Foreclosure Article


FORECLOSURE DEFICIENCIES IN ARIZONA: Will I still owe money after a foreclosure?

FORECLOSURE DEFICIENCIES IN ARIZONA

Will I still owe money after a foreclosure?

 

It is possible for a borrower to still owe money after a foreclosure. One of the most common concerns borrowers have is whether they will still money on their home loan or loans secured by their home, otherwise known as a deficiency. The bad news is that it can be difficult to determine, the good news is that Arizona has broad legal protections that will prevent many borrowers from owing money after the foreclosure due to a deficiency. This article is a guide to deficiency and more specifically anti-deficiency statutes, while it is intended as a helpful resource, it is wise to consult an attorney for advice on a specific case. Additionally, there are other instances where borrowers may owe money following a foreclosure, such as “waste to property” or HOA (Home Owners Association) dues.

 

What is a deficiency?       

A deficiency occurs when a home is sold through foreclosure (judicial or trustee sale), the sale price is less than the amount owed by the borrower/homeowner, and the borrower does not qualify for protection under Arizona’s anti-deficiency statutes.

 

What are anti-deficiency statutes?

Anti-deficiency statutes protect borrowers from having to pay the balance of their home loan that is secured by the property with a mortgage or deed of trust, provided they meet the requirements of the statutes.

            Example: John and Jane Doe take a home loan for $200,000 to purchase a house. After living in the home and paying their mortgage something happens making them unable to pay their mortgage, the house goes into foreclosure (either a judicial foreclosure or trustee sale), and is sold. At the point the house is sold, John and Jane owed $150,000 on their loan and the sale price of the house is $100,000. This would leave a $50,000 gap in the sale price from foreclosure or trustee sale and the amount the owed on the loan, which would normally be considered a deficiency. However, John and Jane meet the requirements of anti-deficiency statute that applies to their specific type of foreclosure (judicial or trustee sale), which means there is in fact no deficiency under the law and John and Jane do not have to pay the $50,000 gap amount.

What are the requirements of the anti-deficiency statutes?

There are two anti-deficiency statutes in Arizona, A.R.S. § 33-729(A) for judicial foreclosures, and A.R.S. § 33-814 (G) for trustee sales.   The statutes are almost identical. To be eligible for protection, both statutes require the property to be 2 ½ acres or less and utilized as a one or two family dwelling. (Note: In cases where the home is not yet built but where the loan was obtained to purchase the property and build a house, the law has been interpreted to protect borrowers that intend to utilize the house as a one or two family dwelling). The distinction between the statutes is that for a judicial foreclosure, the anti-deficiency statute will only protect loans that are obtained to pay all or part of the purchase price of the property, sometimes referred to as a “purchase money loan.”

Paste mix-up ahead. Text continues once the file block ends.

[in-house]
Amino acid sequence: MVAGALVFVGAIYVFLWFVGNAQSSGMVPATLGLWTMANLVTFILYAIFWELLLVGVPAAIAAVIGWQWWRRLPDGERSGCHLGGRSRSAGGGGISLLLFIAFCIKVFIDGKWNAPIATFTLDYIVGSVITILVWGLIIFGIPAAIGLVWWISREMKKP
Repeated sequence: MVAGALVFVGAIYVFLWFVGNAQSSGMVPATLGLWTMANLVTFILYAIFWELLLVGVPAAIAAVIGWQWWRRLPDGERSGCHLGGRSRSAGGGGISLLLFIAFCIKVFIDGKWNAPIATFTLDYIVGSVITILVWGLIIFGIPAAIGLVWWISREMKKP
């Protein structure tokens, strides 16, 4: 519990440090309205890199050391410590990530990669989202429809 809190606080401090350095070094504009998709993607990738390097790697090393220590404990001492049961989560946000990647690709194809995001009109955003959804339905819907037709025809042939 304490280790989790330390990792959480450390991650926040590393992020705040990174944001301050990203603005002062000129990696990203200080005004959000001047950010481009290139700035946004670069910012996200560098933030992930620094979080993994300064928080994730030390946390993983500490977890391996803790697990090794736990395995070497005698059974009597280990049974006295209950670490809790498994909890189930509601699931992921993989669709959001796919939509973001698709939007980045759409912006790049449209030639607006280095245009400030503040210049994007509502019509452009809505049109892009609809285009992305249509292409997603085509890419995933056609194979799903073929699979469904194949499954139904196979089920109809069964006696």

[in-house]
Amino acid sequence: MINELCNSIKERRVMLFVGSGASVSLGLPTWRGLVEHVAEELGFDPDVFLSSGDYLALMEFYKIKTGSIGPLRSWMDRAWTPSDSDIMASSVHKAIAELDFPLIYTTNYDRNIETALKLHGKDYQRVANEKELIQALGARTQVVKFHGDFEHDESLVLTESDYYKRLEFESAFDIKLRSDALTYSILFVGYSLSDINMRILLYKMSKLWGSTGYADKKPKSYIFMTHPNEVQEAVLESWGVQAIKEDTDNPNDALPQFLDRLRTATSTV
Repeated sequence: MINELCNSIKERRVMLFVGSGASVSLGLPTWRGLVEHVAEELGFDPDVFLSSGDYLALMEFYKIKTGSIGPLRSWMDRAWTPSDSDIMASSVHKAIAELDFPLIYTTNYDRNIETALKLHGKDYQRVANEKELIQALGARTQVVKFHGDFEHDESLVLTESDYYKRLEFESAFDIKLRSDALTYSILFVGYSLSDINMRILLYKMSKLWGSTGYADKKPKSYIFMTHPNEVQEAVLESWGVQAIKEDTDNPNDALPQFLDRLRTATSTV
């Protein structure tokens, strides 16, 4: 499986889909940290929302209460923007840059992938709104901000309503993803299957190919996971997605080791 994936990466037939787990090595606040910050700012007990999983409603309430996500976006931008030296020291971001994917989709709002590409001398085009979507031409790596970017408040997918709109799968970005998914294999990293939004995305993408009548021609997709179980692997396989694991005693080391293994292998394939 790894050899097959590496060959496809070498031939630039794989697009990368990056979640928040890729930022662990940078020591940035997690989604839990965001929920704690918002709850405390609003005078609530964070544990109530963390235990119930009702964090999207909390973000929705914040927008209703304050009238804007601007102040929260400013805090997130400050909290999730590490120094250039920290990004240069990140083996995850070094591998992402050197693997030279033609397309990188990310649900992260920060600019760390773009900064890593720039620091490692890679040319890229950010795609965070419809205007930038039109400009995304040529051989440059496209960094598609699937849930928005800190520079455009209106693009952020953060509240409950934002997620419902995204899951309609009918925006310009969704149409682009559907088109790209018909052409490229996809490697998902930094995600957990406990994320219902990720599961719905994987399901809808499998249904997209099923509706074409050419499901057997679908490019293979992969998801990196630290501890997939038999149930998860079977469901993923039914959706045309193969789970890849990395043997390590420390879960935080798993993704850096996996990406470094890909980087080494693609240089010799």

• A.R.S. § 33-729(A): Anti-Deficiency Statute for Judicial Foreclosures

    • Property is 2 ½ acres or less

    • Utilized as a 1 or 2 family dwelling

    • AND the loan was secured to pay all or part of purchase price

  • A.R.S. § 33-814 (G) Anit-Deficiency Statute for Trustee Sales

    • Property is 2 ½ Acres

    • Utilized as a 1 or 2 Family Dwelling

What’s the difference between a judicial foreclosure and a trustee sale, and how do I know which one will be used?

In general, a foreclosure itself is the process by which a lender, repossess the house or property that is the security/collateral for the loan. In Arizona, there are two types of foreclosure: Judicial and Non-Judicial/Trustee Sale. 

A judicial foreclosure, is a foreclosure by court action, similar to other common civil actions where one party sues another (i.e. bank files a lawsuit against the homeowner).     (A.R.S. § 33-721). A non-judicial foreclosure is a foreclosure that does not require a court action, in Arizona non-judicial foreclosures are called “Trustee Sales.” (A.R.S. § 33-807).  The lender chooses which foreclosure process to use, however trustee sales are the preferred method as it allows the lender to take possession of the property and sell it more quickly. A trustee sale may commence after the 90 day notice period has expired, where a judicial foreclosure can be as lengthy as any other court case and take up to a year or more. One of the reasons Arizona has a broad anti-deficiency statute, is in part as a tradeoff for lenders being able to foreclose more quickly through a trustee sale. 

 

What if there are multiple loans secured by the property such as a second mortgage or home equity line of credit (HELOC)?

This is where anti-deficiency protections get more complicated, and where borrowers normally find themselves paying a deficiency. These are the types of situations when it is even more helpful to consult with an attorney as it may be difficult to determine if there is a deficiency.  An attorney will need to look at the loans and the loan documents (mortgage, deed of trust, or promissory note), the purpose of the loan, and where each lender ranks in priority or position if there are multiple lenders. Priority or position of a lender in relation to other lenders means that one lender has superior rights over another, to receive money from a foreclosure or trustee sale as it provided a loan and received a deed of trust before another lender.

The loan documents are important because they will dictate the lender’s legal options, including what foreclosure process may be used, and which if any anti-deficiency statutes apply. A mortgage can only go through the process of a judicial foreclosure, while a deed of trust may go through either a judicial foreclosure or a trustee sale. A mortgage secures the loan by giving collateral in the property; a deed of trust allows the lender to foreclose through a trustee sale. Promissory notes are the typical documentation that secures a debt, such as general loans or lines of credit.